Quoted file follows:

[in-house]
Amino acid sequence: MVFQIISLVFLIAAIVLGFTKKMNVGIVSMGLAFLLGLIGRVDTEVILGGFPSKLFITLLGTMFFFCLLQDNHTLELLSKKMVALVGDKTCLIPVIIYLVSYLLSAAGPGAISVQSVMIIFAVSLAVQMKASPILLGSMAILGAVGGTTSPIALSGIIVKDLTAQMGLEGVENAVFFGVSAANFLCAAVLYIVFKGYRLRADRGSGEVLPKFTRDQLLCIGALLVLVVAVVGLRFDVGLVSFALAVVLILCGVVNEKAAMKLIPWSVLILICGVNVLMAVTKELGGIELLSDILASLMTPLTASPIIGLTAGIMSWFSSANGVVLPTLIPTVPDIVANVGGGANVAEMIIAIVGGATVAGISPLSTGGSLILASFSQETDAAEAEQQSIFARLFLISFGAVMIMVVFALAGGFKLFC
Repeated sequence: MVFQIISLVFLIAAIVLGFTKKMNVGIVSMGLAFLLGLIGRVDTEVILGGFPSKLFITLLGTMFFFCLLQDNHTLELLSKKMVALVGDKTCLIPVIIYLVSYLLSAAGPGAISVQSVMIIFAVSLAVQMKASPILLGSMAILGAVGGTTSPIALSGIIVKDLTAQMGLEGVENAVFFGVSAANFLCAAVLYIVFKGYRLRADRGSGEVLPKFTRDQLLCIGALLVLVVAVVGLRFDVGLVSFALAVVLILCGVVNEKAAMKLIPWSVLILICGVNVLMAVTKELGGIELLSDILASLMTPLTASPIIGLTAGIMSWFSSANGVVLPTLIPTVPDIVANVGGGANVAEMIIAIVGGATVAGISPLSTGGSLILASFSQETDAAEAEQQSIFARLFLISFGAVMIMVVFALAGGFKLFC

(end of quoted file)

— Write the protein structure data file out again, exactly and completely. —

[in-house]
Amino acid sequence: MVFQIISLVFLIAAIVLGFTKKMNVGIVSMGLAFLLGLIGRVDTEVILGGFPSKLFITLLGTMFFFCLLQDNHTLELLSKKMVALVGDKTCLIPVIIYLVSYLLSAAGPGAISVQSVMIIFAVSLAVQMKASPILLGSMAILGAVGGTTSPIALSGIIVKDLTAQMGLEGVENAVFFGVSAANFLCAAVLYIVFKGYRLRADRGSGEVLPKFTRDQLLCIGALLVLVVAVVGLRFDVGLVSFALAVVLILCGVVNEKAAMKLIPWSVLILICGVNVLMAVTKELGGIELLSDILASLMTPLTASPIIGLTAGIMSWFSSANGVVLPTLIPTVPDIVANVGGGANVAEMIIAIVGGATVAGISPLSTGGSLILASFSQETDAAEAEQQSIFARLFLISFGAVMIMVVFALAGGFKLFC
Repeated sequence: MVFQIISLVFLIAAIVLGFTKKMNVGIVSMGLAFLLGLIGRVDTEVILGGFPSKLFITLLGTMFFFCLLQDNHTLELLSKKMVALVGDKTCLIPVIIYLVSYLLSAAGPGAISVQSVMIIFAVSLAVQMKASPILLGSMAILGAVGGTTSPIALSGIIVKDLTAQMGLEGVENAVFFGVSAANFLCAAVLYIVFKGYRLRADRGSGEVLPKFTRDQLLCIGALLVLVVAVVGLRFDVGLVSFALAVVLILCGVVNEKAAMKLIPWSVLILICGVNVLMAVTKELGGIELLSDILASLMTPLTASPIIGLTAGIMSWFSSANGVVLPTLIPTVPDIVANVGGGANVAEMIIAIVGGATVAGISPLSTGGSLILASFSQETDAAEAEQQSIFARLFLISFGAVMIMVVFALAGGFKLFC